By Christina VanGinkel
Every mother has experienced it. The day your infant, always a good eater, suddenly turns away from whatever it is you are trying to feed them. Their little mouths clamp shut tight, they turn their heads away, and no amount of cajoling or tempting will get them to eat. At first, you are not too concerned, as they are still drinking their bottles. However, after a few days, you do start to worry. My daughter recently called and told me that my grandson had not eaten for nearly two days. Alarmed at first, I asked her if he was drinking, and she replied with a quick yes. She also backtracked and said he had eaten a few things, such as crackers and an apple, but had not eaten any meals. As he is usually the first one to the table and the last one to leave, I could understand her worry, yet as long as he was drinking and eating some, I really did not think she had any reason to worry. As I am not a doctor though, I advised her to give her pediatrician's office a quick call and to run it by the doctor. He told her pretty much the same thing I did, with an additional note to keep track of his eating habits for a few days and to get back to him immediately if she noticed any drastic changes as far as not eating or drinking at all.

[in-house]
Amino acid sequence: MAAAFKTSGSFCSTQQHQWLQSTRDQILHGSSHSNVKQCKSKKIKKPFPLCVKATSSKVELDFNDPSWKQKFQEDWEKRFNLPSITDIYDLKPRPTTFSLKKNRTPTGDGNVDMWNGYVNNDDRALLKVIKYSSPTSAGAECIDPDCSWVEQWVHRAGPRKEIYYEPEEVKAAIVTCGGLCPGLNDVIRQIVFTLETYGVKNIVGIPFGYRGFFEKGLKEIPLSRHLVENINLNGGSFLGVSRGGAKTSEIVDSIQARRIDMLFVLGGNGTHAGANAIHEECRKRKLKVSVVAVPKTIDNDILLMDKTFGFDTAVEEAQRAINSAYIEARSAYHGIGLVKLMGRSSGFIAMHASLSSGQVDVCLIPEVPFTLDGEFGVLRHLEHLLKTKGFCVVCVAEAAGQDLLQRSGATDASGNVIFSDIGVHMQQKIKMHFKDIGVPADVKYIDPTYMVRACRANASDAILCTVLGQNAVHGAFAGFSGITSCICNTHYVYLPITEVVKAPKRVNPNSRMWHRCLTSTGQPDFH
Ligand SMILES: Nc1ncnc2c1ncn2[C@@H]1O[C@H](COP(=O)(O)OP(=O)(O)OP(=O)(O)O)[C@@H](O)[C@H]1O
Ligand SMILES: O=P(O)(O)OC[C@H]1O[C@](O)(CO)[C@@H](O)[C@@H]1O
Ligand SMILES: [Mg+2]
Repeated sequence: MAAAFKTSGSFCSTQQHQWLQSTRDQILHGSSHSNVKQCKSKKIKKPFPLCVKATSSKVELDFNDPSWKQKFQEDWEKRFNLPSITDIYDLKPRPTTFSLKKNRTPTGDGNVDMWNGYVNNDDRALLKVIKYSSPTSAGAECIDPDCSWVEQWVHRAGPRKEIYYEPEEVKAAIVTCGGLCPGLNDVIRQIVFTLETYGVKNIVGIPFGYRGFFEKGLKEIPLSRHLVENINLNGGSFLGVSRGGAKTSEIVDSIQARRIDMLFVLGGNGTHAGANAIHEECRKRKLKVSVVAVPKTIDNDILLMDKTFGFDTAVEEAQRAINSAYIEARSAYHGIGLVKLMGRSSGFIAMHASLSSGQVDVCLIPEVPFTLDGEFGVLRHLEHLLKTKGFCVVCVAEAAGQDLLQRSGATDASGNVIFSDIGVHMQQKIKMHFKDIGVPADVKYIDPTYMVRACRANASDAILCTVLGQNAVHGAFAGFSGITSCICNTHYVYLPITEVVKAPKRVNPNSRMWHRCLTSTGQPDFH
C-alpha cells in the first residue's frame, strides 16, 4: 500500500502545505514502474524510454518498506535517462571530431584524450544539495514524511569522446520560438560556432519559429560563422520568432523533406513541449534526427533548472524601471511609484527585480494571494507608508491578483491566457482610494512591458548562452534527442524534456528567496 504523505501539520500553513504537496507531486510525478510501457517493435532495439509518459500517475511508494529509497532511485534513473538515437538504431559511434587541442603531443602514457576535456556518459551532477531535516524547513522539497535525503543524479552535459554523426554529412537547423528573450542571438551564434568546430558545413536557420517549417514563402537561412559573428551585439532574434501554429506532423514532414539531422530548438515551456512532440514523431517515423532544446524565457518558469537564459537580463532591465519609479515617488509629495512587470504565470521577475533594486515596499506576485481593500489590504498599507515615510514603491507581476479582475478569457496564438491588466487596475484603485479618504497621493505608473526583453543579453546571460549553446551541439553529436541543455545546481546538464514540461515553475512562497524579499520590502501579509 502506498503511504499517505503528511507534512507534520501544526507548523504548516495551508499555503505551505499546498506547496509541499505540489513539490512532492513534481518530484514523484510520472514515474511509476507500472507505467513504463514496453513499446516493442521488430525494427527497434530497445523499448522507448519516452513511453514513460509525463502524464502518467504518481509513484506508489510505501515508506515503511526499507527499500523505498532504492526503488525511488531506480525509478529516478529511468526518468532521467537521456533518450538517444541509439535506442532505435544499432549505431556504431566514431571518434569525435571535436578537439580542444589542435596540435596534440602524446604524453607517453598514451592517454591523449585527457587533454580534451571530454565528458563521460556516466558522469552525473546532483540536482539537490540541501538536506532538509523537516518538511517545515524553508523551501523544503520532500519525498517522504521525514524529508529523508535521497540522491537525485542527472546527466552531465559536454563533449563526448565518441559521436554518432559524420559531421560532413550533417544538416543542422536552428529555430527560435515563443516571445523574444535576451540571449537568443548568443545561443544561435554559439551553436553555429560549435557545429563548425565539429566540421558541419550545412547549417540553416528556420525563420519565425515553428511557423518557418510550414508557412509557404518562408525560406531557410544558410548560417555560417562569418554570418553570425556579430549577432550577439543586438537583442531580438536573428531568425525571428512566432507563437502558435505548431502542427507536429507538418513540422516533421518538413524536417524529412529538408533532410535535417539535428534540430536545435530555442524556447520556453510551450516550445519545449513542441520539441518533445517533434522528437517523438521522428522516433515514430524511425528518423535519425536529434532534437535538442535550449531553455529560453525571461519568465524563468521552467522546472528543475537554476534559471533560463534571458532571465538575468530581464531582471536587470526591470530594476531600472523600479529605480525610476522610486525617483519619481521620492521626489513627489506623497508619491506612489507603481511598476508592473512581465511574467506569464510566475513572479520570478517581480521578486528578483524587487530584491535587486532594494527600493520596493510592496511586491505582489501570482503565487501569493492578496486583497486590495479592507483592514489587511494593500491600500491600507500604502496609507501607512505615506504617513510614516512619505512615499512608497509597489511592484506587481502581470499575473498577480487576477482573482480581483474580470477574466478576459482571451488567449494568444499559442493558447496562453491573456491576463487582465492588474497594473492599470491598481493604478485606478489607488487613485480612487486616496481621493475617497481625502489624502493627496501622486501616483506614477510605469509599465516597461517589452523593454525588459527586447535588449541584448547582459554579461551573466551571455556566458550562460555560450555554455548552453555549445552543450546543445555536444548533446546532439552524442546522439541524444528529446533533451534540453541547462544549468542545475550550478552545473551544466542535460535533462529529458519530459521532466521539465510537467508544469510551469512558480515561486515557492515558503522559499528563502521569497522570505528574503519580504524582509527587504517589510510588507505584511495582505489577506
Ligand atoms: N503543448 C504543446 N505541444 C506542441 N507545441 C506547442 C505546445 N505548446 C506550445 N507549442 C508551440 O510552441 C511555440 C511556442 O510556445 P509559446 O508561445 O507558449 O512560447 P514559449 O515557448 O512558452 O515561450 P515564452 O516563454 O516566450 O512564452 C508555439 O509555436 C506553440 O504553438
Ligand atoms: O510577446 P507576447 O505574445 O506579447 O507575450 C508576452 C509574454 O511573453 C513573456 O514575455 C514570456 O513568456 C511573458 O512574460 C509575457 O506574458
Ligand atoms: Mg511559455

Why do toddlers often do this? To see how much control they have, maybe because they are truly not hungry, or they decided that they want to hold the spoon themselves, and you are not giving them the chance. These and a million other reasons could all be correct. Infants and toddlers are amazing people. At no other times in their lives will they be growing so rapidly and forming new thoughts and ideas as they are in these first few years. One of the most profound changes is when they discover that they can alter the world around them, through ways such as not eating unless they really want to.
Within a few days, my grandson was back to his regular hungry self, devouring his meals in full, as if nothing had occurred. My daughter never did figure out why he did not want to eat for those few days, and she probably never will. It could have been that he did not like what she was offering, or he was just not hungry. She did have him still sit at the table for all the meals, and I think this was a good way for her to keep him in his regular routine. While she does not have a strict schedule for him, some routines such as mealtimes are very regular.
If you happen to go through this, I would recommend a call to your family doctor or pediatrician to rule out any serious problems, and then to just hang in there. Sooner, rather than later, your toddler will decide that eating is the best choice.